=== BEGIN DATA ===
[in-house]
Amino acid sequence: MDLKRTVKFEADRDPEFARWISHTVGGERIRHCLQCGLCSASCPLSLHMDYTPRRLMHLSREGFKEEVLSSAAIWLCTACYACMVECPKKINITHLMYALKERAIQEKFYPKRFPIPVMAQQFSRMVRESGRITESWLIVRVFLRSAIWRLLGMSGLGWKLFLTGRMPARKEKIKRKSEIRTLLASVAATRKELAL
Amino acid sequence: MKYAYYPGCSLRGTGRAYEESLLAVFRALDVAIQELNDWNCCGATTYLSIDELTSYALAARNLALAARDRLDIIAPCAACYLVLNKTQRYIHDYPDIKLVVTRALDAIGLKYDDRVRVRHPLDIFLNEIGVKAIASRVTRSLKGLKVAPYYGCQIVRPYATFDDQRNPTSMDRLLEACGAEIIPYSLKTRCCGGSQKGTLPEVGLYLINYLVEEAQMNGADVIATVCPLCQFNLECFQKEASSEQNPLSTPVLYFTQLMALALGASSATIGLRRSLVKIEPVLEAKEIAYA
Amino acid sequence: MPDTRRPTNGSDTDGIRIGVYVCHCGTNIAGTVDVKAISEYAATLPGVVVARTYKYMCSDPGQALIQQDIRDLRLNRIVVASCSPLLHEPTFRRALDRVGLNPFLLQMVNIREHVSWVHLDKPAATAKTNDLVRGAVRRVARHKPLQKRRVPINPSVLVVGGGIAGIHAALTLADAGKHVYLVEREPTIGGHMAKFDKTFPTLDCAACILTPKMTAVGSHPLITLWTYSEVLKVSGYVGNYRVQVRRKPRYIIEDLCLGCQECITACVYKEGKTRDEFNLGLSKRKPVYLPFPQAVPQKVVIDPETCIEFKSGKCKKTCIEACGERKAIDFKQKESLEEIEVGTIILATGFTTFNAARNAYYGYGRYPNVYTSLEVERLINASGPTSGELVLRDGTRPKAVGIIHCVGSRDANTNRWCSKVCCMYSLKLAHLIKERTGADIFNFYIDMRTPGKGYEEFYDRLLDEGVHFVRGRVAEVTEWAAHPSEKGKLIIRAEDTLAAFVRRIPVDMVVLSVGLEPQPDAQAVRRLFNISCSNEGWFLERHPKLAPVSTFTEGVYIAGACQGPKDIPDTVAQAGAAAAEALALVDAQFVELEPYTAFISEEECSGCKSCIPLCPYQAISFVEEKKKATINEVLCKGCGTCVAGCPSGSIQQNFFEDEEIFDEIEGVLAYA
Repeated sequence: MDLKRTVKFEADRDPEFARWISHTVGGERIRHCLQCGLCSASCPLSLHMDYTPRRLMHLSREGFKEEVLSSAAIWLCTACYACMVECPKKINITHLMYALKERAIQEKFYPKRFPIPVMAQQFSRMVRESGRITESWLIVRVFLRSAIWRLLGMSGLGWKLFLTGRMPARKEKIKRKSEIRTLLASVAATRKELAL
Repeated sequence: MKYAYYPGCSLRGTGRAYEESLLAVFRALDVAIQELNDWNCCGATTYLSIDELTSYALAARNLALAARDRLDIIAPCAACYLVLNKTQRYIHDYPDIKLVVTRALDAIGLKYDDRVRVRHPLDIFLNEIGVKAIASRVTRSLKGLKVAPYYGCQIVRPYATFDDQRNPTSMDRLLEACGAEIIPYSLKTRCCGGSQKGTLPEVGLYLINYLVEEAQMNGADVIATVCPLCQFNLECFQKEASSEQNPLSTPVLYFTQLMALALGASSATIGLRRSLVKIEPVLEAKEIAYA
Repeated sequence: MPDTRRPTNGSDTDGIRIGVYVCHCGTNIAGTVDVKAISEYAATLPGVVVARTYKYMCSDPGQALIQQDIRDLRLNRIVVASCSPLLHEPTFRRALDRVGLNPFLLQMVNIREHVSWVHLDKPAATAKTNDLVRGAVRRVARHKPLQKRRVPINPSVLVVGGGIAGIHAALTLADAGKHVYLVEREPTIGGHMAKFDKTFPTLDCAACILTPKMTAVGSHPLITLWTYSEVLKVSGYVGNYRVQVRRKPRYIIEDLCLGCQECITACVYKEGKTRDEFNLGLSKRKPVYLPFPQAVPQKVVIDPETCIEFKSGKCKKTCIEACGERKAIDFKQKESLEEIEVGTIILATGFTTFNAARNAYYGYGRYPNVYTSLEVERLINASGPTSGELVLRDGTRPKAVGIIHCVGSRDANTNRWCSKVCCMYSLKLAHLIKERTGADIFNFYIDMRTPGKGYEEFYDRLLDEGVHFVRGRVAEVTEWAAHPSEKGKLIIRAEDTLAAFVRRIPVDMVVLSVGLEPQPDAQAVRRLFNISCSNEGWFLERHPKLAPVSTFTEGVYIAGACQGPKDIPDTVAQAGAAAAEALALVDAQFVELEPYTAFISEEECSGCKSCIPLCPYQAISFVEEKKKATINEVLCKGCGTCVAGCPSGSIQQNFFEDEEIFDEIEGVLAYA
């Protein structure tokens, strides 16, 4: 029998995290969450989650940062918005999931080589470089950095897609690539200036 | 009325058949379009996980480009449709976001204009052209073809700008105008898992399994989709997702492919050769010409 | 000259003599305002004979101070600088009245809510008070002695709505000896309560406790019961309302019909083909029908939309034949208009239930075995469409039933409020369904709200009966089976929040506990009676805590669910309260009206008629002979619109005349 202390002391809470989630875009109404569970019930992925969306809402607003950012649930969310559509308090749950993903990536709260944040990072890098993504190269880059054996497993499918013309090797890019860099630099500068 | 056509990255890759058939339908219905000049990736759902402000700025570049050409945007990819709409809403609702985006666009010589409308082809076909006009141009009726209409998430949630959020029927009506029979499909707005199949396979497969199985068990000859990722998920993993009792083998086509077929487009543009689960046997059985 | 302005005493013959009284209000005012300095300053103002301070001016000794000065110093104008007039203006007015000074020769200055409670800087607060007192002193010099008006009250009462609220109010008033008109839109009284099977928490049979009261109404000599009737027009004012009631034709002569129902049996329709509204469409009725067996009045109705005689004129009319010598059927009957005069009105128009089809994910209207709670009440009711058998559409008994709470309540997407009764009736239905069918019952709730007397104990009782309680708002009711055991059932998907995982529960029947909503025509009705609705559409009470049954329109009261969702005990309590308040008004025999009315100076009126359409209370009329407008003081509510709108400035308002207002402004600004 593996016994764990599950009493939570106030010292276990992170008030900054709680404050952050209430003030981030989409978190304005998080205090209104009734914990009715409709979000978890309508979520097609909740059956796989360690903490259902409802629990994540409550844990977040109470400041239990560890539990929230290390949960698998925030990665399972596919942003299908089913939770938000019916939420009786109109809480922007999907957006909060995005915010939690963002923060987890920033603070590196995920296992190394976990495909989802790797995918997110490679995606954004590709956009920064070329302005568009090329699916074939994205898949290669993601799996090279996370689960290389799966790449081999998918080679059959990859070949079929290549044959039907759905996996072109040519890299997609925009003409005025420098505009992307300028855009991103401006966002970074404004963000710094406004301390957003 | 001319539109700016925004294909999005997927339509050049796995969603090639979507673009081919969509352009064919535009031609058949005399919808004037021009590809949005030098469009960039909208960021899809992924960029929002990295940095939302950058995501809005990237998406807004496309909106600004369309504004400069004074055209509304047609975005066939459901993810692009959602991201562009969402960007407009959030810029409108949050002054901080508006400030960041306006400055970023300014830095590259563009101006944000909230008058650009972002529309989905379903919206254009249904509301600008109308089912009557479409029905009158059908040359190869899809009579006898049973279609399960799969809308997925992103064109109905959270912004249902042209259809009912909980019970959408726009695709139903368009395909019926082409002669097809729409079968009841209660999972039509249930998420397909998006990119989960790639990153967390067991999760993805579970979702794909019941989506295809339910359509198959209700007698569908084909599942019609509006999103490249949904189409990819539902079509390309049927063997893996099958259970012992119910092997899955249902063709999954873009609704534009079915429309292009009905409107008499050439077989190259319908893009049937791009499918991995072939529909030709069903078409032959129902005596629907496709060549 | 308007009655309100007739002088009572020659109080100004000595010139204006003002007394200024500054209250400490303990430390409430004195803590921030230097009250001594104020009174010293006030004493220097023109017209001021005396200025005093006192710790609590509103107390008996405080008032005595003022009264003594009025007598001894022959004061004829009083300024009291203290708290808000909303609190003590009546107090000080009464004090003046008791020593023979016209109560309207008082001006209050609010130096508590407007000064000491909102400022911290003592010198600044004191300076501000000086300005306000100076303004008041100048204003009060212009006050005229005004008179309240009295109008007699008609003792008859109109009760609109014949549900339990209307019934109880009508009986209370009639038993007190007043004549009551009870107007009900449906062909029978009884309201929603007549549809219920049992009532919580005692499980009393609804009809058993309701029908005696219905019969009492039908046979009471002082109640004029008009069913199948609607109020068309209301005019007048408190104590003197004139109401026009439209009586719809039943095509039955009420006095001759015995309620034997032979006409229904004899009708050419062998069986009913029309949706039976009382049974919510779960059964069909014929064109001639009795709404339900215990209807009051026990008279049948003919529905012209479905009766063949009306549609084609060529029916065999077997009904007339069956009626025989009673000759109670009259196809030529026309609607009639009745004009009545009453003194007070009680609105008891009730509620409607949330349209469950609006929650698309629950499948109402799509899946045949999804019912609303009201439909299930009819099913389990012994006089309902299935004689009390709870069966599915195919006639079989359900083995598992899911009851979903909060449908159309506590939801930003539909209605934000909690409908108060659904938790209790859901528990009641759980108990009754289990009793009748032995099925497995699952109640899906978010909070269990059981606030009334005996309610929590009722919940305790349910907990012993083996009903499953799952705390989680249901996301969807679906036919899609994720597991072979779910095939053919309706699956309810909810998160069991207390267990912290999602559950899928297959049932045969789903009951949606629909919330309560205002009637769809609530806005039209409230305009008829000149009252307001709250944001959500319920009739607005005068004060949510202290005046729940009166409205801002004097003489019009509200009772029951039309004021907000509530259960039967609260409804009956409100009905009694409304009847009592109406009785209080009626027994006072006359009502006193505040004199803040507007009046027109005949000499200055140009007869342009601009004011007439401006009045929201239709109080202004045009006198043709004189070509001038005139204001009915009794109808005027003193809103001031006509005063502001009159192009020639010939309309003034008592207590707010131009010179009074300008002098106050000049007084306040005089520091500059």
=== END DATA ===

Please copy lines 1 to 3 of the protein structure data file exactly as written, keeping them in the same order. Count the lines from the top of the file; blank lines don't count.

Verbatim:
[in-house]
Amino acid sequence: MDLKRTVKFEADRDPEFARWISHTVGGERIRHCLQCGLCSASCPLSLHMDYTPRRLMHLSREGFKEEVLSSAAIWLCTACYACMVECPKKINITHLMYALKERAIQEKFYPKRFPIPVMAQQFSRMVRESGRITESWLIVRVFLRSAIWRLLGMSGLGWKLFLTGRMPARKEKIKRKSEIRTLLASVAATRKELAL
Amino acid sequence: MKYAYYPGCSLRGTGRAYEESLLAVFRALDVAIQELNDWNCCGATTYLSIDELTSYALAARNLALAARDRLDIIAPCAACYLVLNKTQRYIHDYPDIKLVVTRALDAIGLKYDDRVRVRHPLDIFLNEIGVKAIASRVTRSLKGLKVAPYYGCQIVRPYATFDDQRNPTSMDRLLEACGAEIIPYSLKTRCCGGSQKGTLPEVGLYLINYLVEEAQMNGADVIATVCPLCQFNLECFQKEASSEQNPLSTPVLYFTQLMALALGASSATIGLRRSLVKIEPVLEAKEIAYA